FRISCO, Texas (CBSDFW.COM) - On Monday, more than 350 Democrats welcomed presidential candidate Julian Castro to Frisco.
Since his breakout performance during last Wednesday night's Democratic presidential debate, Castro said he's had his strongest days of fundraising. "Just yesterday, we reached 100,000 unique donations and we're getting a lot of contributions in every single day."
Castro spoke at Collin College in Frisco during a town hall sponsored by the Frisco Democratic Club, Collin County and Dallas County Democratic parties.
The President of the Frisco Democrats, Ira Bershad, told CBS 11, he believes the former San Antonio Mayor and HUD Secretary can win. "Yeah absolutely. I think he can be a contender and let's face it, the importance of having a Texan based candidate can be all the difference in this race."
The question now for Castro is how he can keep the momentum going from Wednesday night's debate.
One poll from Scott Rasmussen.com-HarrisX has him rising to two percent, while another poll by Morning Consult has him remaining at one percent.
In response, Castro said, "I think there are going to be other polls that have me much higher than that. We're doing what we can to make sure I stay in the media spotlight and that we're capitalizing on fundraising."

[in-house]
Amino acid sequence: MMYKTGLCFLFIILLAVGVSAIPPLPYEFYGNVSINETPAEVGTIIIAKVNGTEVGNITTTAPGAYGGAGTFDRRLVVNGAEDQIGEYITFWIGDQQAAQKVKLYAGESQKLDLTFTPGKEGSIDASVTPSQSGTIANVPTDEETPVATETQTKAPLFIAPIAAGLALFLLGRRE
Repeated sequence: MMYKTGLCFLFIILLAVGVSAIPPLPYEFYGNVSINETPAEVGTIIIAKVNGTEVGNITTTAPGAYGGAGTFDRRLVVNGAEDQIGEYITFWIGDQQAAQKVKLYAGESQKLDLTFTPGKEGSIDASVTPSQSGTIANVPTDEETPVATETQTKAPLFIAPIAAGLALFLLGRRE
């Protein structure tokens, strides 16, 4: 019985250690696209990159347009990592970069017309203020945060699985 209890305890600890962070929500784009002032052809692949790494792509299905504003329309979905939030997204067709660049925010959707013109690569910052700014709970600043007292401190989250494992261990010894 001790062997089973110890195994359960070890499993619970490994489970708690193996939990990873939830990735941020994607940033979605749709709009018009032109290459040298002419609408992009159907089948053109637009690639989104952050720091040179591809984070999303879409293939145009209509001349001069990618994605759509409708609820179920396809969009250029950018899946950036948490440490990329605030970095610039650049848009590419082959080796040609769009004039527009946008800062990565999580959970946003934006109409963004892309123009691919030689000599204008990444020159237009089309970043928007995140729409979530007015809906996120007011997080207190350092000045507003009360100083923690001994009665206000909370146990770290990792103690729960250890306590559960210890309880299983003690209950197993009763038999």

California Senator Kamala Harris received a big bump in the Morning Consult poll after Thursday night's debate in which she criticized former Vice President Biden's remarks about segregationist
Senators and his position on busing decades ago.
Since then, some Democrats have defended Biden.
During a brief one-on-one interview following the townhall, I asked Castro if he thought the criticism of Biden is fair or unfair.
Castro said, "Every candidate is going to have to defend their record. So I believe that it's fair for Senator Harris or anybody else to bring up where Joe Biden stood on busing. That's a fair conversation."
At the town hall, Castro said his criticism of O'Rourke wasn't personal, but about policy.
Castro said it should be a civil matter, not a crime.
He also wants to make DACA recipients, those who were brought to the U.S. by their parents when they were young, citizens and give a path to citizenship for those who came here illegally, unless they are criminals.
Castro called President Trump's record on illegal immigration a disaster, and told me his plan to send more aid to three Central American countries would stem the flow of migrants there from coming to the U.S. illegally. "We would have less people coming to our southern border because people would be able to find opportunity an safety in Honduras, El Salvador, Guatemala. If we don't address this, people will just keep coming."
During the town hall, he told the crowd that if elected President, he would repeal President Trump's tax cuts and replace it with a plan that works for the middle class, and raise tax rates for the wealthy and on corporations.
Castro campaigned in Fort Worth Monday evening.
From North Texas, Castro will head to Nevada and Iowa.
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